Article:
38 research outputs found

    POSTER: Privacy-preserving Indoor Localization

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    Upcoming WiFi-based localization systems for indoor environments face a conflict of privacy interests: Server-side localization violates location privacy of the users, while localization on the user's device forces the localization provider to disclose the details of the system, e.g., sophisticated classification models. We show how Secure Two-Party Computation can be used to reconcile privacy interests in a state-of-the-art localization system. Our approach provides strong privacy guarantees for all involved parties, while achieving room-level localization accuracy at reasonable overheads.Comment: Poster Session of the 7th ACM Conference on Security & Privacy in Wireless and Mobile Networks (WiSec'14

    Формування конкурентних переваг підприємства в умовах зовнішньоекономічної діяльності

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    Abstract Background Whole genome sequencing has become fast, accurate, and cheap, paving the way towards the large-scale collection and processing of human genome data. Unfortunately, this dawning genome era does not only promise tremendous advances in biomedical research but also causes unprecedented privacy risks for the many. Handling storage and processing of large genome datasets through cloud services greatly aggravates these concerns. Current research efforts thus investigate the use of strong cryptographic methods and protocols to implement privacy-preserving genomic computations. Methods We propose Fhe-Bloom and Phe-Bloom, two efficient approaches for genetic disease testing using homomorphically encrypted Bloom filters. Both approaches allow the data owner to securely outsource storage and computation to an untrusted cloud. Fhe-Bloom is fully secure in the semi-honest model while Phe-Bloom slightly relaxes security guarantees in a trade-off for highly improved performance. Results We implement and evaluate both approaches on a large dataset of up to 50 patient genomes each with up to 1000000 variations (single nucleotide polymorphisms). For both implementations, overheads scale linearly in the number of patients and variations, while Phe-Bloom is faster by at least three orders of magnitude. For example, testing disease susceptibility of 50 patients with 100000 variations requires only a total of 308.31 s (σ=8.73 s) with our first approach and a mere 0.07 s (σ=0.00 s) with the second. We additionally discuss security guarantees of both approaches and their limitations as well as possible extensions towards more complex query types, e.g., fuzzy or range queries. Conclusions Both approaches handle practical problem sizes efficiently and are easily parallelized to scale with the elastic resources available in the cloud. The fully homomorphic scheme, Fhe-Bloom, realizes a comprehensive outsourcing to the cloud, while the partially homomorphic scheme, Phe-Bloom, trades a slight relaxation of security guarantees against performance improvements by at least three orders of magnitude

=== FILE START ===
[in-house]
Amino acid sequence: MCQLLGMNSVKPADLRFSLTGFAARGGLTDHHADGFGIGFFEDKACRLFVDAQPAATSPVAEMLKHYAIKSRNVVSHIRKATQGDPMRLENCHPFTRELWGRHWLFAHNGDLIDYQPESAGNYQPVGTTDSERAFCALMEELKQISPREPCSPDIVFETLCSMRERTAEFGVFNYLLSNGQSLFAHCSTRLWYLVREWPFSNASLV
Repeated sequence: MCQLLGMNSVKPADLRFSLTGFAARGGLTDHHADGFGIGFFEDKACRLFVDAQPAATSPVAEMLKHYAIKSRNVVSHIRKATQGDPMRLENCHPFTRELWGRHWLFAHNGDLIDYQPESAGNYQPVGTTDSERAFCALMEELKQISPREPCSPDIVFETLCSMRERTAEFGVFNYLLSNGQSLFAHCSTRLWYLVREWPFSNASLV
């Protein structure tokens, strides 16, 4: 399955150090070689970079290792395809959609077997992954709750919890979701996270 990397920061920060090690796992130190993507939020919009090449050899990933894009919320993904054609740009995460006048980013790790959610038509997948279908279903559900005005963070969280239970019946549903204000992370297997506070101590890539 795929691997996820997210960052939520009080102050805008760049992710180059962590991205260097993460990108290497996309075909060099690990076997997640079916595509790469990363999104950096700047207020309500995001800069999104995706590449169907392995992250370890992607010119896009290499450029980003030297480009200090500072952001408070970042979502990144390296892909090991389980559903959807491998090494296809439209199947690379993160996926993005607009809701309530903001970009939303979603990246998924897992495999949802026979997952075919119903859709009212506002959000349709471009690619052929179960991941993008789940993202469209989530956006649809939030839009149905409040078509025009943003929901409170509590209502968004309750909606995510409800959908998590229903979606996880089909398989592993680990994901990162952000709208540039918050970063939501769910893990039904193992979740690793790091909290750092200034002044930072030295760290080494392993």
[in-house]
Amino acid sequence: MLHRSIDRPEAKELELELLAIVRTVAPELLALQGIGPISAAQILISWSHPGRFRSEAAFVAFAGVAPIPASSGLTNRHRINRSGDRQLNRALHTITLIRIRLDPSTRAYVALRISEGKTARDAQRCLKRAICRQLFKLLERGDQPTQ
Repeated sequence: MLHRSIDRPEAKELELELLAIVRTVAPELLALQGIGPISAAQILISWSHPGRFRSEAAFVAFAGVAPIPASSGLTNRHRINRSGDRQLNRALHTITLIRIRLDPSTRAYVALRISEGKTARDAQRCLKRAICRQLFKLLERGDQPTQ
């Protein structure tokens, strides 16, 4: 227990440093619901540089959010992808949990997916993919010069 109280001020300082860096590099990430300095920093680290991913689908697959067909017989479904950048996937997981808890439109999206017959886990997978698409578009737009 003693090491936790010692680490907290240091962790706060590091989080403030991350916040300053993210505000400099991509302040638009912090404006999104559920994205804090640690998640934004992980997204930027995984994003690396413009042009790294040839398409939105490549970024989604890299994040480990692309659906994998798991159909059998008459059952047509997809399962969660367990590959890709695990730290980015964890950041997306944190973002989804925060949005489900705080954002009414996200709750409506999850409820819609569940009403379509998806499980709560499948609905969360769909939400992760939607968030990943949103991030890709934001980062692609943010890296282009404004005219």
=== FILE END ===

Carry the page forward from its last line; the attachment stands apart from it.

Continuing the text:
Complying with Data Handling Requirements in Cloud Storage Systems

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    In past years, cloud storage systems saw an enormous rise in usage. However, despite their popularity and importance as underlying infrastructure for more complex cloud services, today's cloud storage systems do not account for compliance with regulatory, organizational, or contractual data handling requirements by design. Since legislation increasingly responds to rising data protection and privacy concerns, complying with data handling requirements becomes a crucial property for cloud storage systems. We present PRADA, a practical approach to account for compliance with data handling requirements in key-value based cloud storage systems. To achieve this goal, PRADA introduces a transparent data handling layer, which empowers clients to request specific data handling requirements and enables operators of cloud storage systems to comply with them. We implement PRADA on top of the distributed database Cassandra and show in our evaluation that complying with data handling requirements in cloud storage systems is practical in real-world cloud deployments as used for microblogging, data sharing in the Internet of Things, and distributed email storage.Comment: 14 pages, 11 figures; revised manuscript, accepted for publication in IEEE Transactions on Cloud Computin